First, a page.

As a State institution the Museum was born in 1883 and as such belongs to a significant historical moment when newly unified Italy undertook the founding of national institutions. The government did not fail to show a timely and appropriate interest in supporting a ‘national' art.

The Museum's first three decades were spent at the Exposition Palace constructed by Pio Piacentini in 1883. The Museum's current seat goes back to 1915. Monumental, but spacious as well, the building was created by Cesare Bazzani for the exposition celebrating the fiftieth anniversary of Italian unification in 1911. The site's suburban area, beyond the city walls and Porta del Popolo, began its development at that time, taking the name Valle Giulia.

The collection was presented following a criteria organized around regional schools but allowing for the exposition of important foreign artists as well. The works were acquired at the great National Expositions and at the international Biennale of Venice. Such works represent the best of what was at that time officially admitted: a great deal of Symbolist, Neo-renaissance Decadentist, Italian verismo and a few nods towards the Secessionist movement as well.

Additionally there were a number of important donations and bequeaths by protagonists of the then recently ended 19th century; works prevalently of the Southern schools by Morelli, Palizzi and Celentano.

In the years ensuing the end of the First World War to the end of the Second World War the panorama of the Contemporary collections accented a national and a regional nature. Acquisitions regarding the 19th century also focused on the ‘national' artists critically favoured at that time. These were oriented towards romantic intimacy: Macchiaoli, Divisionists and the sculptural work of Medardo Rosso. In 1933 and 1934 the architect Bazzani returned and expanded the building but until 1945 these new spaces were devoted exclusively to works celebrating the tenth anniversary of Fascism.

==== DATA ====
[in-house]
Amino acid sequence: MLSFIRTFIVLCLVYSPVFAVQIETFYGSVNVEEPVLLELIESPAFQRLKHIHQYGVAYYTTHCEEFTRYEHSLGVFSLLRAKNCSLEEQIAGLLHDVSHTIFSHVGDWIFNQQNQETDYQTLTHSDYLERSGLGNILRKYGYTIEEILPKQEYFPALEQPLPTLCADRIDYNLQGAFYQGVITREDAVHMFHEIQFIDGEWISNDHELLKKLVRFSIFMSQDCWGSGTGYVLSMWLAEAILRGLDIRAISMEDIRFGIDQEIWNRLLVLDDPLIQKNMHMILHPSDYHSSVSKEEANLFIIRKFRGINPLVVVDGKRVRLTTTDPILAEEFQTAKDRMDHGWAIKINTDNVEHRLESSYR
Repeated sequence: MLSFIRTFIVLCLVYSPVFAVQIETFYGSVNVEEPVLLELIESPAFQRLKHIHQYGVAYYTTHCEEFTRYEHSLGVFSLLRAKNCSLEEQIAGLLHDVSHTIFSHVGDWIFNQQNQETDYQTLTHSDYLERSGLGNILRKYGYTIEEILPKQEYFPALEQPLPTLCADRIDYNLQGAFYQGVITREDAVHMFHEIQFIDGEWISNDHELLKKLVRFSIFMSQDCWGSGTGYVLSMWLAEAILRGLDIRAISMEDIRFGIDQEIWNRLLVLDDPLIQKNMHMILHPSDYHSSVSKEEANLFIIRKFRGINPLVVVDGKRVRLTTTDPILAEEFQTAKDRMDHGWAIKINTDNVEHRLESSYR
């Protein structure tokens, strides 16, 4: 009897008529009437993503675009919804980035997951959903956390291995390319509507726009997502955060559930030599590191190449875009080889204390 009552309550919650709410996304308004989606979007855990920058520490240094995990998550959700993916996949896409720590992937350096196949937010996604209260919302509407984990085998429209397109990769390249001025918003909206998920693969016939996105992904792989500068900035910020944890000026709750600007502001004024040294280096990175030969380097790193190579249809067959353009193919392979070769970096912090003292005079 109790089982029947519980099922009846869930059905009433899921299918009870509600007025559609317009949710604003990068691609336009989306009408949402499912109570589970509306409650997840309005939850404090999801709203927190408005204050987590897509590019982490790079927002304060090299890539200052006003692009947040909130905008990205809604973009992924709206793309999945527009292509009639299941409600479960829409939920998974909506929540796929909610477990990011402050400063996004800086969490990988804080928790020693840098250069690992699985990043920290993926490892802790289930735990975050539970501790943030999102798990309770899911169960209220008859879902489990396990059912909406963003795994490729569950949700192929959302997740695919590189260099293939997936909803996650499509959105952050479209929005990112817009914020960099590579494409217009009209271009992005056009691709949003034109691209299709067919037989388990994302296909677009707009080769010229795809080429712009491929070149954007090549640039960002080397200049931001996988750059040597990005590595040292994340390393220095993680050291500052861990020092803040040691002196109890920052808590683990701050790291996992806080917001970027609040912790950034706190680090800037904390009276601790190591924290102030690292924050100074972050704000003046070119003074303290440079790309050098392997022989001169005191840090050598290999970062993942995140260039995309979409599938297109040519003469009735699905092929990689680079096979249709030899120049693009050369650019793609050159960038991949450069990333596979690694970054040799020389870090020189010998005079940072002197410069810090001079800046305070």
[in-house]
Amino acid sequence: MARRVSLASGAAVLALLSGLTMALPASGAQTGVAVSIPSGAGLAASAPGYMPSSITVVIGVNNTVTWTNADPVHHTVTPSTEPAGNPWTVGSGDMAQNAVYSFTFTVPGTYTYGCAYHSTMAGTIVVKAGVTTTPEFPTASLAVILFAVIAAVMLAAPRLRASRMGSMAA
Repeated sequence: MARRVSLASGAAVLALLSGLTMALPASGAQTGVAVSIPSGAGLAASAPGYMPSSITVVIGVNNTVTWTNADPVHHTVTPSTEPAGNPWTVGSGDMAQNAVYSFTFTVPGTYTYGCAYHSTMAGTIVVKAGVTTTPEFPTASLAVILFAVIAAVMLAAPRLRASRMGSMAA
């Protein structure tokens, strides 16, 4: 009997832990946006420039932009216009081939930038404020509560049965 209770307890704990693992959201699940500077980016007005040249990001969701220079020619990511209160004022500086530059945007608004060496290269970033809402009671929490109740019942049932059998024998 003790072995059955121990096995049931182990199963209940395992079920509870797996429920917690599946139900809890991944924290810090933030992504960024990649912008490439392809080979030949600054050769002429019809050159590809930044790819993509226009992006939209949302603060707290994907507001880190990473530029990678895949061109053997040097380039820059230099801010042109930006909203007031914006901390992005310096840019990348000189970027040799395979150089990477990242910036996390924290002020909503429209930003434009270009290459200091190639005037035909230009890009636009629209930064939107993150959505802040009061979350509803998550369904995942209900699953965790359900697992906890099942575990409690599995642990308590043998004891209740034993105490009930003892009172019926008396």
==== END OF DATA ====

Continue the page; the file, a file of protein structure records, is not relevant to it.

Soon the Gallery would acquire the autonomous status of Superintendent and from the mid 1940's until 1975 was under the supervision of Director Palma Bucarelli (1910-1998). These were fertile years where the Gallery was closely allied to the methodologies of the Roman University school. First with Lionello Venturi, and later with Giulio Carlo Argan the Gallery acquired international prestige thanks to a museography of wide breadth encompassing timely and relevant expositions by the likes of Picasso, Mondrian and Pollock, to mention only a few. There were new acquisitions of works by international masters of the Twentieth century,such as Mondrian, Modigliani, Moore and Pollock, for example, as well as essential Italian artists like Burri, Colla, Capogrossi, Fontana, Manzoni and the Kineticists. In the 1960's the collection was re-ordered, underscoring its abundance and even its apparent completeness.

Paradoxically the departure of Bucarelli along with the birth of the new Ministry of Culture deprived the Gallery of its independence regarding acquisitions. Reduced to the level of its fellow Superintendents, the following twenty years were characterized by a notable decline in promoting the contemporary in art. However this was compensated by a noteworthy policy of acquisitions geared towards filling in the missing blanks regarding pre-unification Italy; the first half of the 19th century. Such were the works acquired: historical, romanticist and purist by artists such as Palagi, Koch, Gastaldi, Ciseri and Franchi. Important donations followed one another in quick succession with series of works by Italian masters of the 20th century - above all Balla, De Chirico, Guttuso. There were new museums acquired as well: house-museums of collectors of the 19th and 20th centuries such as the Praz and Boncompagni museums and artists' studios of the 20th century such as those of Manzù and Andersen.

A first sign of renewed attention to the contemporary came in 1995 under Minister Paolucci with the acquisition of a group of works from the 1980's by exponents of the Transavanguardia movement. Regarding the generation of the 1990's Superintendant Pinto promoted the initiative "Partito preso" (Taking sides) a program with roots going back to Bucarelli's time which focused on the encouragement of young artists.

The National Gallery of Modern Art has thus acquired the status of "mother museum", that is to say the museum of the 19th and 20th centuries.